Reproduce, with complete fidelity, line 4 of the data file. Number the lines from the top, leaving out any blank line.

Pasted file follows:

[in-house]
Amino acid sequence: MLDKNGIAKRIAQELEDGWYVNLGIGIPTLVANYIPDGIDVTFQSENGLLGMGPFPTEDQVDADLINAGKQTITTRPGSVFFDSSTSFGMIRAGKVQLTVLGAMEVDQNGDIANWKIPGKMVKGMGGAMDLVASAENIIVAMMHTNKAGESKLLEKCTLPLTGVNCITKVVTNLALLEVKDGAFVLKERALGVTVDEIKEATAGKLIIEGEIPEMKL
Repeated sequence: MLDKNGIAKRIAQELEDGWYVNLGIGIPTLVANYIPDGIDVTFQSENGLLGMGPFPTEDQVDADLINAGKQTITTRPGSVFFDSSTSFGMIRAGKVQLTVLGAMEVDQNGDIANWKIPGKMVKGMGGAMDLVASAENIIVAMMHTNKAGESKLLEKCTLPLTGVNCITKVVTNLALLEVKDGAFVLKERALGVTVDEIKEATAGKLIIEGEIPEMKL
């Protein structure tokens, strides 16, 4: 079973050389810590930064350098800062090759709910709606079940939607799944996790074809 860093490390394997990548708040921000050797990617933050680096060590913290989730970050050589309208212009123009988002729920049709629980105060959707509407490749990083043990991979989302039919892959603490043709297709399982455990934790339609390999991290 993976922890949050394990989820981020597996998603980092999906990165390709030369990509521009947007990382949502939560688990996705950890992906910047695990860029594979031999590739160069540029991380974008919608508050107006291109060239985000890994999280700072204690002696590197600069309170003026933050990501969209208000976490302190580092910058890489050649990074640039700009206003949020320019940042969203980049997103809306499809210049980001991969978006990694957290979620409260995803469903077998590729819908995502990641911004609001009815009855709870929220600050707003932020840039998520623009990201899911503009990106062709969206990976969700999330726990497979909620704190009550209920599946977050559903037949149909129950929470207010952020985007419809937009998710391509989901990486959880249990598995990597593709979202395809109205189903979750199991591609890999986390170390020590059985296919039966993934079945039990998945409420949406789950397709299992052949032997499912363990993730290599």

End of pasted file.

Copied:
């Protein structure tokens, strides 16, 4: 079973050389810590930064350098800062090759709910709606079940939607799944996790074809 860093490390394997990548708040921000050797990617933050680096060590913290989730970050050589309208212009123009988002729920049709629980105060959707509407490749990083043990991979989302039919892959603490043709297709399982455990934790339609390999991290 993976922890949050394990989820981020597996998603980092999906990165390709030369990509521009947007990382949502939560688990996705950890992906910047695990860029594979031999590739160069540029991380974008919608508050107006291109060239985000890994999280700072204690002696590197600069309170003026933050990501969209208000976490302190580092910058890489050649990074640039700009206003949020320019940042969203980049997103809306499809210049980001991969978006990694957290979620409260995803469903077998590729819908995502990641911004609001009815009855709870929220600050707003932020840039998520623009990201899911503009990106062709969206990976969700999330726990497979909620704190009550209920599946977050559903037949149909129950929470207010952020985007419809937009998710391509989901990486959880249990598995990597593709979202395809109205189903979750199991591609890999986390170390020590059985296919039966993934079945039990998945409420949406789950397709299992052949032997499912363990993730290599």